I know this song is dealing in metaphor, but do we really want an eternity where the minor key is forgotten? I’m not sure. When I say ‘not sure’, I mean it in the sense of ‘not sure’; not disagree. Just not sure. I understand that eternity is an experience without sin or negativity or sickness. But are those things forgotten, or are they rather put in their right place? Won’t the songs we sing then be all the more meaningful because of what we’ve gone through? Doesn’t a risen, crowned Jesus still bear nail marks? That implies suffering isn’t forgotten; it’s better than that. It’s transcended and transfigured; we might say (as I have elsewhere) that God seems to be in the business of harmonising on evil as opposed to eradicating it.

I appreciate, though, that God has an inconsistent memory. He never forgets His people; but then He only has to glance from us to the One whose shadow we stand in, and all of a sudden our failure is forgotten, we stand clean in the light and we bear glory not disgrace. Try fitting omniscience alongside that and take a step back as your brain implodes. Never trust anyone who says they’re an expert in theology. How can a finite one possibly be an expert in a discipline that deals with the infinite?

Where are we, then? I can’t escape the idea that the scars will still be there, somehow. We’ll be physically alive, but perfectly so. We’ll be renamed, but very much ourselves. What will that sound like? It will be glorious, yes. It will be celebratory, of course. I can’t help but think, though, that there will be journeys from minor to major and back again. There will be flirtations with dissonance, resolved into previously unheard harmonies.

Try putting that to music.

Shadow Sides 5: Esther and the absence of God

A series of posts looking at famous Bible people and how they’re a bit more like us than we may imagine.

It’s not that I don’t believe that God does dramatic things; it’s not that I haven’t had times when it feels that God is so close to me I could almost touch Him; it’s not that I believe that God’s closeness to me is dependent on my goodness. It’s just that I’m not sure there’s such a thing as a normative sense of God’s presence in the Christian life. There can be times – maybe illnesses, job losses, money problems, bereavements and the like, when God can seem far off. What do I do when the omnipresent is nowhere to be seen?

If there’s a book in the Bible where God seems absent, it’s the book of Esther. It’s a cracking read, rollicking along at a pace Lee Child would be proud of. The story it tells is one of thunder clouds on an ever-nearing horizon. Men manipulating and mistreating women, acting out of pride and territorial entitlement. Ethnic cleansing not only threatened, but marked indelibly in the diary. Manipulation and scheming. Not only is God not mentioned, not even once; He seems far off from the dark quotidian reality of sex, power and death. If there’s ever a time when one’s going to feel as if God is absent, it’s when you’re in Esther’s shoes. Used by men for sex, she and her people the Jews are facing extinction. There’s no miracles, no prophetic words, no mention of God’s name. Has God left the building?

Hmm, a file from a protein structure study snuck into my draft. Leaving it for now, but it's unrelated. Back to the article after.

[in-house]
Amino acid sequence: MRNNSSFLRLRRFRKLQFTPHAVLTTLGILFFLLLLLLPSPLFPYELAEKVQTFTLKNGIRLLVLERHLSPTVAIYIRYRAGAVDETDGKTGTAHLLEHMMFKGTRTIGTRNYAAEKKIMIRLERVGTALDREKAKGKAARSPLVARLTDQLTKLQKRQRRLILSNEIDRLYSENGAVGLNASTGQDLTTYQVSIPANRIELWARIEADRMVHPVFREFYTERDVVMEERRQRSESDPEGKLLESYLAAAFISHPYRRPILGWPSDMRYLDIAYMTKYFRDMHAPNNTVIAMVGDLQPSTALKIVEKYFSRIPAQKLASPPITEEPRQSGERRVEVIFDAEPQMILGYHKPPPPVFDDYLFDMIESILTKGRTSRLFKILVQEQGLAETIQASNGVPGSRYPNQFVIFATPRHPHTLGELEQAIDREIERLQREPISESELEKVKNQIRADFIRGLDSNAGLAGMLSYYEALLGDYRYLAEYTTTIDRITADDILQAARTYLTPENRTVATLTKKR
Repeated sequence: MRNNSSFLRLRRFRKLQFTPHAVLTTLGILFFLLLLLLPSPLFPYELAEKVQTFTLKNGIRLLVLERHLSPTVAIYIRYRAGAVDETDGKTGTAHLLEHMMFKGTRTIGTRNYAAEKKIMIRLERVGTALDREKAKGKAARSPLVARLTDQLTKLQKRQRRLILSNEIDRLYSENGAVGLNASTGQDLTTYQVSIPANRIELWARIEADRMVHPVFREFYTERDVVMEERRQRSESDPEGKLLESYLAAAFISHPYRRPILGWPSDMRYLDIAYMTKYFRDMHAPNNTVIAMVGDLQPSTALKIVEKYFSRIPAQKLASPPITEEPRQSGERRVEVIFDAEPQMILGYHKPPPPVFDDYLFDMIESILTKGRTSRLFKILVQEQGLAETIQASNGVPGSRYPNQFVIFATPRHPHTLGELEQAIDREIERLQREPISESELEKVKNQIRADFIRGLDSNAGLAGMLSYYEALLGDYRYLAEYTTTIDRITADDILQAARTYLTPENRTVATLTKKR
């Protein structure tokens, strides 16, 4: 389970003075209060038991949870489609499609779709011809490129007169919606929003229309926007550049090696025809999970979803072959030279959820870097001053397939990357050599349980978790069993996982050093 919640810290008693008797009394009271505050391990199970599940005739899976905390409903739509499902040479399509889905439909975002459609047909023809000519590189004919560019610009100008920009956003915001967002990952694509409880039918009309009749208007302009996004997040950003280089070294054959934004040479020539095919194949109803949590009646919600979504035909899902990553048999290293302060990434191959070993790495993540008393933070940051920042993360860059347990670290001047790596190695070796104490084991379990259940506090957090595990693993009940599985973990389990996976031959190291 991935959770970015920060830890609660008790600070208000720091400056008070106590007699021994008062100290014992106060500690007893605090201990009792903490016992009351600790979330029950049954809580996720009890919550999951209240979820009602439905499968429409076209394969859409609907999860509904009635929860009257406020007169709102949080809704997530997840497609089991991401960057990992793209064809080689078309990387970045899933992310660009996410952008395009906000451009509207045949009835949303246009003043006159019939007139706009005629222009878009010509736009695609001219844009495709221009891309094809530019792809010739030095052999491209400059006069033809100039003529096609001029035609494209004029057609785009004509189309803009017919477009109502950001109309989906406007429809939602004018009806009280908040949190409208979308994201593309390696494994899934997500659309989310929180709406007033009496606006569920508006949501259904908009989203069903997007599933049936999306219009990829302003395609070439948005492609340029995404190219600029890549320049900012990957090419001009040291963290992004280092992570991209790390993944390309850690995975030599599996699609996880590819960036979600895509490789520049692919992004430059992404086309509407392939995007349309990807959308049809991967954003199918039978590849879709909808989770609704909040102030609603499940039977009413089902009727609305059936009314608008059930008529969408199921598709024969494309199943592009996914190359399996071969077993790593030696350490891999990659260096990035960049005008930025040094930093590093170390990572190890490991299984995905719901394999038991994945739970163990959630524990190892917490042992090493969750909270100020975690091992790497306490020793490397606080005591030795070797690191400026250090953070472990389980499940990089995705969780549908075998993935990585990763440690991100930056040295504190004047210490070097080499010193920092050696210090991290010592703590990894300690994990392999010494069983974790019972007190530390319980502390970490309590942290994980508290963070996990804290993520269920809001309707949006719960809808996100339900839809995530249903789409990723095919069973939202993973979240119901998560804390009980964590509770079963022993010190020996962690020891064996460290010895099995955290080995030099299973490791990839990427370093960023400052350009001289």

No. He’s directing events, pushing His people into centre-stage, just where He wants them. Queen Vashti was the original Queen, dismissed by King Xerxes for having a mind of her own and not coming running when he beckoned. Insolence amongst wives across the nation was feared if news of this got out. A weak man dealt with a strong woman by pushing her out of the way. But in Esther another rose to take her place. Esther finds herself, through the misogynist actions of a king, in a place where she has a chance to have his ear and save her people from his threats of death. She’s beautiful inside and out; God doesn’t look at outside appearance, He looks at the heart. It’s Esther’s courageous heart that God uses; but King Xerxes is far from God, so all he’s interested in is Esther’s body. Both her courage and her looks are what we might call ‘natural’ gifts; they’re not the supernatural gifts of prophecy or healing or tongues we sometimes focus on. But they are what enable Esther to win a hearing from the place she gains in the king’s court. All this makes her God’s person in God’s place at God’s time. The most famous verse in the whole book is the one that comes closest to mentioning to God’s name, hinting at His presence behind the scenes:

who knows but that you have come to royal position for such a time as this? (Esther 4:14)

God may not be mentioned by name, but He’s there, asking Esther to act on His behalf. Does God seem absent? Have you stopped uttering His name? Does His action and His guidance seem far away? Trace the story of your life; see how He’s been at work behind the scenes. What are you ‘naturally’ good at? What makes you come alive to do?  What do you often get complimented or thanked for? Who knows, maybe  God has arranged for you to be where you are now, for such a time as this? Maybe you are the bearer of God’s presence for which you yearn so much.

I preached a version of this a couple of days ago, around the time a homophobic terrorist was killing partygoers in a Orlando nightclub. A hate-crime on a frightening scale. This is the worst-case scenario of many gay people, image-bearers of God, around the world. People I know by name are today scared. If it can happen in Orlando, it can happen here. The threat of extinction lies heavy in the air.

For such a time as this?

Also in this series:

Moses: frustrated and angry at God’s people

Paul: impure and limited

Hagar: used and abused

Thomas: the saint who doubted

These posts are based on a series of sermons